Edinburgh, Scotland invests £1.1 billion to revitalize its historic St Andrew Square

It was once the most desirable address in Edinburgh, Scotland; a hub for Enlightenment thinkers and it played a part in two world wars.

St Andrew Square is a city square located at the east end of George Street. The construction of St Andrew Square began in 1772,[1] as the first part of the New Town, designed by James Craig. Within six years of its completion St Andrew Square became one of the most fashionable residential areas in the city. As the 19th century came to a close, St Andrew Square evolved into the commercial centre of the city.

Most of the rest of the square is made up of major offices of banks and insurance companies, making it one of the major financial centres in Scotland. At one time, St Andrew Square could claim to be the richest area of its size in the whole of Scotland.[2]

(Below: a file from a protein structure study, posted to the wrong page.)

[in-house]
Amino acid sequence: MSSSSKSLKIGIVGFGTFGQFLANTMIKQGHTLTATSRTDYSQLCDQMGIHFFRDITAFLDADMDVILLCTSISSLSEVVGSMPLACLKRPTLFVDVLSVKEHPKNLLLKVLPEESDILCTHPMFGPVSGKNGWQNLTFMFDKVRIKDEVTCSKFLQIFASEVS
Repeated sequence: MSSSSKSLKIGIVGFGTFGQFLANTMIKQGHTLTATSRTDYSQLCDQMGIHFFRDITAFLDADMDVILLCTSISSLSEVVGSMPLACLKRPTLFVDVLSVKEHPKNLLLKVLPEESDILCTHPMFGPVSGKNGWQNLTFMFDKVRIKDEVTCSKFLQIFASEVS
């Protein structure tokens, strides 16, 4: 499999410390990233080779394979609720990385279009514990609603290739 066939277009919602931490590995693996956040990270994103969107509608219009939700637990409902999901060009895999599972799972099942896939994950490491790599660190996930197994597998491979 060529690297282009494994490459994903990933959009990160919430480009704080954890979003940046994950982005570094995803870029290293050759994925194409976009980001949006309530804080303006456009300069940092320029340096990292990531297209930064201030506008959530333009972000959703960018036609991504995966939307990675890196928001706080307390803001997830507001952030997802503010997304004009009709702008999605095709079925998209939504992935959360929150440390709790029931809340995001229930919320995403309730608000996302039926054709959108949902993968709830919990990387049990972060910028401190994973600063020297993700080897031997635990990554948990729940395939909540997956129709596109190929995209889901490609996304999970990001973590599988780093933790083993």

Now, St Andrew Square, one of James Craig’s earliest New Town masterpieces, is on the brink of a social and commercial renaissance with more than £1.1 billion worth of rebuilding under way in and around the site.

The square that was once home to Scots philosopher and historian David Hume, whose guests at number eight included American Founding Father Benjamin Franklin, has maintained aspects of rich banking and financial history.

Long closed to the public, tens of thousands now use the square each year, which has become a festive focus with its open air ice rink and has staged numerous public exhibitions and events.

2009 photo by Richard Webb via Wikipedia.

See full article by Brian Donnelly in The Herald.

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